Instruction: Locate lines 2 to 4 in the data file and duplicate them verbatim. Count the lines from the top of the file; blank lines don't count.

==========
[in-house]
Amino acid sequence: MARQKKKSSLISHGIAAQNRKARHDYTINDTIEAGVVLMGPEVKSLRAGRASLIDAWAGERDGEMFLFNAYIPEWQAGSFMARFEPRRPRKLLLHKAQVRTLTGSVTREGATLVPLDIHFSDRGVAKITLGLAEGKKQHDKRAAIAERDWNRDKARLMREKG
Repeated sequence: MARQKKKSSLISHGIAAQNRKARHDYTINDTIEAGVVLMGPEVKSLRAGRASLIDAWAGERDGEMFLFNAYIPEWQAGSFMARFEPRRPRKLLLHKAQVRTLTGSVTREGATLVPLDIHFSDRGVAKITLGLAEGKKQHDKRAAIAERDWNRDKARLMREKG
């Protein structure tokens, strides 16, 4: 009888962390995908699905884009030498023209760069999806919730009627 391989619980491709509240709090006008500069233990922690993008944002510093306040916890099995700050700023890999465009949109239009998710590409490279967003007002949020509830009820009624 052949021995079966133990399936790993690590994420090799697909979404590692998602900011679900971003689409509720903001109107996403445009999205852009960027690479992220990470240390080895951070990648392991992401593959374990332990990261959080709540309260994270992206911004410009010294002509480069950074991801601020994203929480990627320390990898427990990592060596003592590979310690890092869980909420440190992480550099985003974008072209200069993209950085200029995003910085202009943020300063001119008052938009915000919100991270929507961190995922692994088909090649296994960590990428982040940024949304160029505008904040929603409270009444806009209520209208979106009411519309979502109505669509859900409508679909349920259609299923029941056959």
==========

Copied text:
Amino acid sequence: MARQKKKSSLISHGIAAQNRKARHDYTINDTIEAGVVLMGPEVKSLRAGRASLIDAWAGERDGEMFLFNAYIPEWQAGSFMARFEPRRPRKLLLHKAQVRTLTGSVTREGATLVPLDIHFSDRGVAKITLGLAEGKKQHDKRAAIAERDWNRDKARLMREKG
Repeated sequence: MARQKKKSSLISHGIAAQNRKARHDYTINDTIEAGVVLMGPEVKSLRAGRASLIDAWAGERDGEMFLFNAYIPEWQAGSFMARFEPRRPRKLLLHKAQVRTLTGSVTREGATLVPLDIHFSDRGVAKITLGLAEGKKQHDKRAAIAERDWNRDKARLMREKG
């Protein structure tokens, strides 16, 4: 009888962390995908699905884009030498023209760069999806919730009627 391989619980491709509240709090006008500069233990922690993008944002510093306040916890099995700050700023890999465009949109239009998710590409490279967003007002949020509830009820009624 052949021995079966133990399936790993690590994420090799697909979404590692998602900011679900971003689409509720903001109107996403445009999205852009960027690479992220990470240390080895951070990648392991992401593959374990332990990261959080709540309260994270992206911004410009010294002509480069950074991801601020994203929480990627320390990898427990990592060596003592590979310690890092869980909420440190992480550099985003974008072209200069993209950085200029995003910085202009943020300063001119008052938009915000919100991270929507961190995922692994088909090649296994960590990428982040940024949304160029505008904040929603409270009444806009209520209208979106009411519309979502109505669509859900409508679909349920259609299923029941056959």